DAMASCUS (Reuters) - The Syrian government will host a U.S.- backed security conference on Iraq as planned later this month, despite a threat to cancel it because of a U.S. raid on Syria in October, diplomats said on Wednesday.
Invitations were issued to countries including the United States, France, Iran, Iraq and its other neighbors shortly before the October 26 U.S. strike, they told Reuters.
“There had been a lot of doubt whether the conference would take place. The United States, Britain and other governments have not yet replied, mainly due to the uncertainty,” one of the diplomats said.
Syrian Foreign Minister Walid al-Moualem confirmed after meeting his Iraqi counterpart Hoshiyar Zebari in the Syrian capital on Wednesday that the conference would convene in Damascus on November 22.
“It will convene as scheduled,” Moualem told Reuters.
Speculation has been rife that Syria might scrap the meeting — the third in as many years — to protest at the U.S. raid. The government responded by shutting down an American school and a cultural center.
A senior Syrian official had told Arab ambassadors that Syria might also cancel the annual meeting, which is aimed at devising security cooperation measures to help stop the violence in Iraq and rebel attacks on U.S. and Iraqi forces.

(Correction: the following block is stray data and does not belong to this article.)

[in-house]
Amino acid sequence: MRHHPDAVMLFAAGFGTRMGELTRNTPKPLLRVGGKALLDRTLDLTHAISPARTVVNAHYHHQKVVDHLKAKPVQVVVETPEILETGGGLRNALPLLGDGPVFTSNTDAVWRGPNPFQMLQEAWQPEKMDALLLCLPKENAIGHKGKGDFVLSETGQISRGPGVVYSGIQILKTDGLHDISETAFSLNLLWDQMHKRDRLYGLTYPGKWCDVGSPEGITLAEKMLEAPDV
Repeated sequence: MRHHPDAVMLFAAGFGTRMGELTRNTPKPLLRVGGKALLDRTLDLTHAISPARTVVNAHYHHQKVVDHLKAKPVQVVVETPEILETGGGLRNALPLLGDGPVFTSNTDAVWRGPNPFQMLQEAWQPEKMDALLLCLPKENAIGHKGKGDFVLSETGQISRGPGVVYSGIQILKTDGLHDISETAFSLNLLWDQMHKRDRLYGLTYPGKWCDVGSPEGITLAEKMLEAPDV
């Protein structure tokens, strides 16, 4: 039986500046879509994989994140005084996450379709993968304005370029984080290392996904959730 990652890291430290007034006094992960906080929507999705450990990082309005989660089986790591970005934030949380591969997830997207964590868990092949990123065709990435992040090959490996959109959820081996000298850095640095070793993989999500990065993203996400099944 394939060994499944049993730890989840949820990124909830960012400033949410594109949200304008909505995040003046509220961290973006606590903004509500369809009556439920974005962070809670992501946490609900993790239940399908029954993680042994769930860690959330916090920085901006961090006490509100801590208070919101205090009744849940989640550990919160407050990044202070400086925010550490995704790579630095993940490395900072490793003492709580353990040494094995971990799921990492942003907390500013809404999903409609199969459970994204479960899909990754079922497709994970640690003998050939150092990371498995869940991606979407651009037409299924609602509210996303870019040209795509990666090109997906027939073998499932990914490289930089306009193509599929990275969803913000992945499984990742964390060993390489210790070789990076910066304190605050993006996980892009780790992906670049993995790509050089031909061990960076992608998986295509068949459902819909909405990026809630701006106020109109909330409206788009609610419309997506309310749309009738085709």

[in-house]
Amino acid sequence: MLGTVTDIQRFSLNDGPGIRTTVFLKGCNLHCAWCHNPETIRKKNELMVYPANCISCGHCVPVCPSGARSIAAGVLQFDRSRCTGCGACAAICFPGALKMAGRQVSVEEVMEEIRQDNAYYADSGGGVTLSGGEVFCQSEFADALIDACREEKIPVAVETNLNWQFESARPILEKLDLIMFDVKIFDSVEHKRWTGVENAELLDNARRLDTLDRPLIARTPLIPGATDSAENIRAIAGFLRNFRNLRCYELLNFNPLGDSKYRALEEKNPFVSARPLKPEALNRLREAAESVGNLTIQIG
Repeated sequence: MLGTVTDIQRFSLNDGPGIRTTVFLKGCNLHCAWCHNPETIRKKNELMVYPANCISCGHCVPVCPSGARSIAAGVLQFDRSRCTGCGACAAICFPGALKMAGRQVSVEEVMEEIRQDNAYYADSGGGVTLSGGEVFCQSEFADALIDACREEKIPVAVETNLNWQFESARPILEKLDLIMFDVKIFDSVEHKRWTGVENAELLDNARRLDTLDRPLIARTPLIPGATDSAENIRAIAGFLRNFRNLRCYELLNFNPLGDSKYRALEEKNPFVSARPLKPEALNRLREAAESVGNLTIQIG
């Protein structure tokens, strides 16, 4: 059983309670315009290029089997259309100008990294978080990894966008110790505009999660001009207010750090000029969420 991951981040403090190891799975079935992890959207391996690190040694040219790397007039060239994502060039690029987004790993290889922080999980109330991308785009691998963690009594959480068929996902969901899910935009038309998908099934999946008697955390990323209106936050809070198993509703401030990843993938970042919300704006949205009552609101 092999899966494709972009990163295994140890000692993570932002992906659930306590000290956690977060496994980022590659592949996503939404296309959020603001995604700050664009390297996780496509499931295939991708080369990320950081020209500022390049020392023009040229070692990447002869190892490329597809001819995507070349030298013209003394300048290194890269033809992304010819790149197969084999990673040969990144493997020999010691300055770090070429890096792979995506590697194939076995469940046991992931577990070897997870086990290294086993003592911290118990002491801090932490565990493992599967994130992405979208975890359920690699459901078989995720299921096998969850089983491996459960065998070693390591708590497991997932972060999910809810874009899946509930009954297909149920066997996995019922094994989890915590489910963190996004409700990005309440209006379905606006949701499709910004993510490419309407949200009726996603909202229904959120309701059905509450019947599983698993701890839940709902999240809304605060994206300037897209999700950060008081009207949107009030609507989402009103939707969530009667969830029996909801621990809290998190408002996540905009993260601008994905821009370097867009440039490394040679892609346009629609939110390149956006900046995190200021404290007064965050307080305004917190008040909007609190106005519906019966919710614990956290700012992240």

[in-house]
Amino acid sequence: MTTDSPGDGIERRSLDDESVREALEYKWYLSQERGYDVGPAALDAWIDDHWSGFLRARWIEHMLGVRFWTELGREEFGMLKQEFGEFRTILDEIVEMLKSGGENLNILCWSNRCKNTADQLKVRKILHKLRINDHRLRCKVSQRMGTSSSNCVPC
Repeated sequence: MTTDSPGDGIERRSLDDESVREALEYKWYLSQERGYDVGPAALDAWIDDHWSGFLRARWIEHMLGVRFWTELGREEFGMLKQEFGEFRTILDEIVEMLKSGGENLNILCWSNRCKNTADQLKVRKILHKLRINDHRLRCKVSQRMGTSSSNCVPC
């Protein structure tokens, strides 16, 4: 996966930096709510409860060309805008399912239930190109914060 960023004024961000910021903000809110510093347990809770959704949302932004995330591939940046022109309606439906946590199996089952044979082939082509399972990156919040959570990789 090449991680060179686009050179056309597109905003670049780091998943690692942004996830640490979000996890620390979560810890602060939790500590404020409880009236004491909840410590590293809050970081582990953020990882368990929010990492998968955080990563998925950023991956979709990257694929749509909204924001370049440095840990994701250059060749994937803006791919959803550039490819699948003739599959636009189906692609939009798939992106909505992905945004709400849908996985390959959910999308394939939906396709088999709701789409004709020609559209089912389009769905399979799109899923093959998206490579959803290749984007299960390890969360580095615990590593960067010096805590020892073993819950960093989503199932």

The United States pushed for the meeting in 2006 as part of its drive to get Arab countries to engage on Iraq. Syria agreed to host it every year as part of a new policy to defuse tension with the Shi’ite-led government in Baghdad.
Iraqi and U.S. officials have accused Syria of allowing Islamist fighters to infiltrate Iraq. The raid by the United States on a border area in eastern Syria further strained relations between Damascus and Baghdad.
Syria said eight civilians died in the attack. A U.S. official said it had killed Abu Ghadiy, whom he identified as a top smuggler of foreign fighters to al Qaeda in Iraq.
Syrian officials were furious at Iraq’s initial reaction to the raid, the sources said.
An Iraqi government spokesman said a day after the raid that U.S. forces targeted an area from where what he described as terrorist groups attacked Iraq. He later moderated his tone and said Baghdad rejected U.S. “aggression” against Syria.
Zebari condemned the raid but said after meeting President Bashar al-Assad that the major figure killed had been wanted by Iraq for years.
“This incident, and others, shows the need for security coordination. I received assurances from President Assad that Syria is ready to discuss this issue professionally,” he said.
Assad this week criticized a security pact being negotiated between Baghdad and Washington as a potential threat to neighboring states.
The official Syrian news agency said Zebari gave Assad a letter from Iraqi Prime Minister Nuri al-Maliki assuring Assad that any pact Iraq signed with the United States would not undermine Syria’s security.
Zebari said Iraq would ensure the agreement did not give the United States a free hand and that the days when Iraq invaded other nations — a reference to the 1980-1988 war with Iran and the 1990 invasion of Kuwait — were history.
Damascus opposed the U.S.-led invasion of Iraq in 2003, which brought down the Sunni-dominated political system led by Saddam Hussein. Syria’s foreign minister at the time called the invasion “armed robbery.”
Editing by Tim Pearce